People living the Central Apennines landscapes play a strategic role to keep nature wilder and to show proudly the beauty of the region. Raising awareness and support of stakeholders and people of the country are of great importance for the conservation of Central Apennines ecosystems.
Involving people in rewilding
Life can be often hard in Central Apennines. The power of the mountains can test even the toughest people, here. Isolation can be a burden and the necessity to make a living has often led in the past not to be gentle to nature. Thankfully, things are changing in the last few years and a new social and environmental awareness is rising: at its base there is a renovated interest in the wilderness and a positive attitude to investigate alternative ways to generate new economies based on the rewilding principles.
Some people, by working with us, can reconnect themselves to nature in their own way. For example, some residents help us to remove barbed wire in the mountains or building electric fencing by using their own vehicles and tools. This is the best way to learn from each other and share a growing feeling of rewilding.
Even the online involvement is important to scale up the rewilding movement. Our project on the citizen-science platform Instant Wild brings people closer to nature by allowing them to view and identify wildlife pictures from the Central Apennines. The more people that participate, the more accurate the identification is.
Bring people on wildlife side
One of our goals at Rewilding Apennines is to engage with local stakeholders in order to develop new nature-based activities and protect wildlife.
In 2020 we created the Bear Fund, which aims to identify and connect wildlife-friendly entrepreneurs and develop personalised product and services – this can create the roots of new economic nature-based activities, such as experiential tourism. This enterprise infrastructure also supports the development of Bear Smart Communities by raising funds to improve bear conservation practices across the ecological corridors in which we operate.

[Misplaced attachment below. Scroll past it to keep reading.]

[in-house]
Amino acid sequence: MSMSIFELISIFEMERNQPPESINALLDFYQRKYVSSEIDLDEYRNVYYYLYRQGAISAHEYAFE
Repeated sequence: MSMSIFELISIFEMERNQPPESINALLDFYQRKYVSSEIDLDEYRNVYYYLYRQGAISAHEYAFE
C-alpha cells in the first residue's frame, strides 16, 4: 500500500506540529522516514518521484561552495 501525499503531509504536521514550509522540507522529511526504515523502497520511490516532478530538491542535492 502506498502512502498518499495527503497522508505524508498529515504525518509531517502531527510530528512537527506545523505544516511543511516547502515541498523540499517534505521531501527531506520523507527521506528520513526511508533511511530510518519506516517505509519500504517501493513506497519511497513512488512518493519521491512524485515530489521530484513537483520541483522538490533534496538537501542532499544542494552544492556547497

We believe that the more we are able to involve local and visiting people in our rewilding initiatives – through communication, meetings, practical work on the ground – the more effective and accepted they are. Let’s bring people onto the side of wildife by sharing authentic moments.
The Bear Fund
Here at Rewilding Apennines, the Marsican brown bear is a symbol of our constant eﬀort to make the world a wilder and better place. The eﬀort to keep protecting this species is not only a concrete attempt to support a unique animal, but a source of inspiration to generate new economies. Protecting the bear, today, means preserving the future of those territories in which the animal lives.With this premise, we established the Bear Fund with a double goal:
Create a conservation fund which can support and ﬁnance actions to protect the Marsican brown bear, a species at risk of extinction, and to develop and promote the Bear Smart Communities as well as those products linked to the enhancement of bears and wildlife in general.
Promote and raise awareness of rewilding practices as an alternative to the current economic model. Our aim is to give rise to a fresh and innovative movement – a rewilding cultural renaissance – to explore concrete alternatives for young people which are currently going back to cultivating the land.
The work that the Bear Smart Communities are doing in the territory seems to be important for raising awareness among a local population whose still very much perceive wildlife through an old-fashioned length, often riddled with negative preconceptions. Because of that, Rewilding Apennines also has a great role in educating the next generation, which will be real custodians of wildlife areas in the near future.
To support the Bear Fund, please donate here!
The strength of volunteering
Rewilding the Central Apennines requires a huge effort, even in terms of human resources.Thanks also to its partnership with Salviamo l’Orso, Rewilding Apennines can count on the precious work of volunteers coming from throughout the world who are very interested in the projects for nature conservation. In Central Apennines, their help is valuable for the rewilding landscape by removing barbed wire, helping in wildlife monitoring, setting on the ground the prevention measures for mitigating human-bears conflicts and many more activities.